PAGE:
Nearly 800,000 people in the United States suffer a stroke each year – and the affliction affects each patient differently. A University of Houston researcher has created a device that dramatically improves the lives of patients whose strokes have affected motor skills.
UH engineering professor Jose Luis Contreras-Vidal has developed a next-generation robotic arm that can be controlled by the user’s brainwaves. The wearable device uses a brain-computer interface (BCI) developed by Contreras-Vidal. Oswald Reedus, 66, a stroke victim, is the first person to use such a device.
Reedus lost the use of his left arm following a stroke which also caused aphasia or difficulty speaking. While he was able to recover his ability to speak clearly, the new exoskeleton will help rehabilitate his arm.
When attached to the non-invasive device, the user’s brain activity is translated into motor commands to power upper limb robotics. As patients like Reedus use the device, more data is collected to improve the experience.
“If I can pass on anything to help the life of someone who has had a stroke, I will. For me, that’s my purpose in life now,” Reedus said in a UH press release. His mother and younger brother both died of strokes, and Reedus is determined to help the device that can help other stroke patients recover.
Contreras-Vidal, a distinguished professor of Hugh Roy and Lillie Cranz Cullen, took his device from ideation to home use, such as with Reedus, as well as clinical trials at TIRR Memorial Hermann. The project is funded in part by an $813,999 grant from the National Science Foundation’s New Translational Impacts Division.
“Our project addresses a pressing need for accessible, safe and effective stroke rehabilitation devices for use in the clinic and at home for long-term sustainable therapy, a global market currently estimated to be $31 billion in size. “, says Contreras-Vidal in The version. “Unfortunately, current devices fail to engage patients, are difficult to adapt to their needs and abilities, are expensive to operate and maintain, or are limited to clinical settings.”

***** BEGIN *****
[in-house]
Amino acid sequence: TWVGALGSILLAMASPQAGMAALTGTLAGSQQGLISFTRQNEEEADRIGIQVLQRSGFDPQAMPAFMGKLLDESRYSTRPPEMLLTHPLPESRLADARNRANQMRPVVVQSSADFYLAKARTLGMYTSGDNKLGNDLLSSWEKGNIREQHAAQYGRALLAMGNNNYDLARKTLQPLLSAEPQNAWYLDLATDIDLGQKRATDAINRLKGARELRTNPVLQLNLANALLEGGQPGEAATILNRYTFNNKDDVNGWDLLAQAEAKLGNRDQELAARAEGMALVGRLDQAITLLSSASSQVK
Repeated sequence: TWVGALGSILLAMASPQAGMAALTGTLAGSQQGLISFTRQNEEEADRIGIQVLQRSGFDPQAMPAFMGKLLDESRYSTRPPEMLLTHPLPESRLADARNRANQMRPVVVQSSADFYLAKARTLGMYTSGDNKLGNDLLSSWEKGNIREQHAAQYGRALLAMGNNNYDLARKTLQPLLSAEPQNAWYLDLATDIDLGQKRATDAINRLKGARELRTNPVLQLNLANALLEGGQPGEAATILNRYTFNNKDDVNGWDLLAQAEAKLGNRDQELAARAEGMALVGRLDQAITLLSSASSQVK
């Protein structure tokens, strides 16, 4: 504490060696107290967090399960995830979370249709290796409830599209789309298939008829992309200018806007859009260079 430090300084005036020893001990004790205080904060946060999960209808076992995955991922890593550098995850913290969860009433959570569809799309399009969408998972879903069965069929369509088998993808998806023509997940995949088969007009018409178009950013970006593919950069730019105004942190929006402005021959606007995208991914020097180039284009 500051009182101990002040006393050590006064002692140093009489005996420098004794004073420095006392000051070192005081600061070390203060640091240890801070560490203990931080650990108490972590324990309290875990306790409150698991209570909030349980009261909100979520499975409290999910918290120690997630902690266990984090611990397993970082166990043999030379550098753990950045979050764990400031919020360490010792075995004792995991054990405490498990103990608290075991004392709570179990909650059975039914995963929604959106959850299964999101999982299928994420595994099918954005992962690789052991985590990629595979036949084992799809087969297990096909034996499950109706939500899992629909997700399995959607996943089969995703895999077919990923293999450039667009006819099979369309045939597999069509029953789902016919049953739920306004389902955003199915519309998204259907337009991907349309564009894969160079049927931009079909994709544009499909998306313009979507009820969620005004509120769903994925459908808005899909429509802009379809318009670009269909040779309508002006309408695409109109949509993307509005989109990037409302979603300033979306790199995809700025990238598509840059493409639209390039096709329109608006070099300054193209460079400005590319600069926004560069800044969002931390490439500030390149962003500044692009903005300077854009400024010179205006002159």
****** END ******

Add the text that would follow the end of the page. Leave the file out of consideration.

Dr. Gerard E. Francisco, chief medical officer and director of the Neuro Recovery Research Center at TIRR Memorial Hermann, is leading clinical trials of the device. He is also Chairman and Professor in the Department of Physical Medicine and Rehabilitation at McGovern Medical School at UTHealth Houston. He explains that TIRR’s partnership with engineering schools such as Cullen College of Engineering at UH and others across the country is strategic.
“It’s really exciting because what we know now is that there are so many ways to induce neuroplasticity or stimulate recovery,” Francisco says in the release. “This collaboration is going to give birth to many of these breakthrough technologies and innovations that we can bring to our patients.”
Both parts of the device – a part that attaches to the patient’s head and a part attached to their arm – are non-invasive. Photo courtesy of UH